The overwhelming majority of jobs that require routine and repetitive tasks, even those that require a lot of skill and intelligence, will be replaced by computers. Complex and delicate tasks such as diagnosing disease will be performed by computers that can do them even more accurately than human doctors can, and many routine surgeries will be performed by robots. This is already happening today.
However humans will still have an indispensable role, namely in regards to innovation and human interaction. Computers capable of thinking up new ideas and designs may become a reality one day, but for the foreseeable future this is still going to be the sole domain of humanity, as will fields like scientific research and creative fields.
And while machines can accomplish many tasks better than humans, one they will never be able to surpass us at is person to person interaction. Human contact is a fundamental psychological need that machines and computers can never replace. We literally need contact with other people to survive.
Creativity, research, innovation, and compassion can never be replaced by automation.
"Failure to innovate in response to a longer life will mean stresses and strains in your life as existing models are stretched uncomfortably over a 100 years."
Chapter 4: Lifestyle, Health, and Self-Knowledge Will Become More Vital
“In the words of George Valliant, there are two pillars to happiness: one is love; the other is finding a way of coping with life that doesn’t push love away. Earning more does make you happier, but love makes you happy.”
If you’re going to live to be 100, odds are you would like your later years to be characterized by good health, mobility, and mental vitality. No one likes the prospect of spending their twilight years immobile, feeble, and in mental decline.
The necessary ingredients for a healthy life full of vigor are a mix of tangible and intangible assets. For instance friends and family are intangible assets that have tangible benefits to health. Working throughout your life to acquire new skills and improve existing ones not onlybenefits your career, it helps keep your mind strong. The author categorizes intangible benefits into 3 distinct groups.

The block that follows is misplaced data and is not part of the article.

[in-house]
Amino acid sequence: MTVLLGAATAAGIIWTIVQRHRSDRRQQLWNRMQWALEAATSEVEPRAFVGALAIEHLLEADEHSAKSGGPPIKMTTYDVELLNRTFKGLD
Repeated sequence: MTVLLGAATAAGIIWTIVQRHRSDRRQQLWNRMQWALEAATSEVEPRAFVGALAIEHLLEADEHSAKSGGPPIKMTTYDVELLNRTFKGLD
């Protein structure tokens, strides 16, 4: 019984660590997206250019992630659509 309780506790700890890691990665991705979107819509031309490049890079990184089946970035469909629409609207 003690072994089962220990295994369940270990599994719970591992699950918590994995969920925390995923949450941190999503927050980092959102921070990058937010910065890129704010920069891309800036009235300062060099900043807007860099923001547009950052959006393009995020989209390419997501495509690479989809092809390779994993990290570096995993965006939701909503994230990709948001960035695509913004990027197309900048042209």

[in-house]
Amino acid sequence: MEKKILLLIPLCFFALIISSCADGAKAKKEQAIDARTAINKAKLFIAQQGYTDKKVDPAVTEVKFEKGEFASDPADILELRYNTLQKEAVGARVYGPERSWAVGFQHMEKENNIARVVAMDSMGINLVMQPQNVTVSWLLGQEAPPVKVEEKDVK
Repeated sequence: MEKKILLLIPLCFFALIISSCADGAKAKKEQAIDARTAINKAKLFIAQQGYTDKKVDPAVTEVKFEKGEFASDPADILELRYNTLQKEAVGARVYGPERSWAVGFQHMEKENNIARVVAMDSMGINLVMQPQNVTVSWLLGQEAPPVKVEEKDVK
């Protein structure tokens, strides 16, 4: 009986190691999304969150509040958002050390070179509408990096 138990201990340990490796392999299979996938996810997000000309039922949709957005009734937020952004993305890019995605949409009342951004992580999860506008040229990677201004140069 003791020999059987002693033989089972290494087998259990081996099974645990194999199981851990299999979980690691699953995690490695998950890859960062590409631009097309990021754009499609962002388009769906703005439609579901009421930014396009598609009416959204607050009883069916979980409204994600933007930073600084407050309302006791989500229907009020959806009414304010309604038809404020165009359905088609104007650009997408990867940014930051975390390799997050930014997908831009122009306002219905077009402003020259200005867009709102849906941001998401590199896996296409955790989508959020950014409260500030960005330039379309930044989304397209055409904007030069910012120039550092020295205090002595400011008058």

Productive Assets: These include things like education and other means of improving and growing your career. Consider how much you can learn in the course of a century, as well as how many old skills have become outdated and need to be updated.
Vital Assets: These are your physical and mental health. In order to remain active in old age you must be proactive now. Most Americans do not lead healthy lifestyles and will be weak in old age, regular exercise, proper stress management techniques, and healthy eating should be started as early as possible and adhered to diligently. A healthy work/life balance is also deeply important and something many people struggle with.
Transformative Assets: Transformative assets are those that allow you to change and adapt throughout life. This is where the importance of self-knowledge comes into play, as well as the importance of knowing a wide range of people from different walks of life. And finally an open mind and a willingness to listen impact your ability to adapt immensely.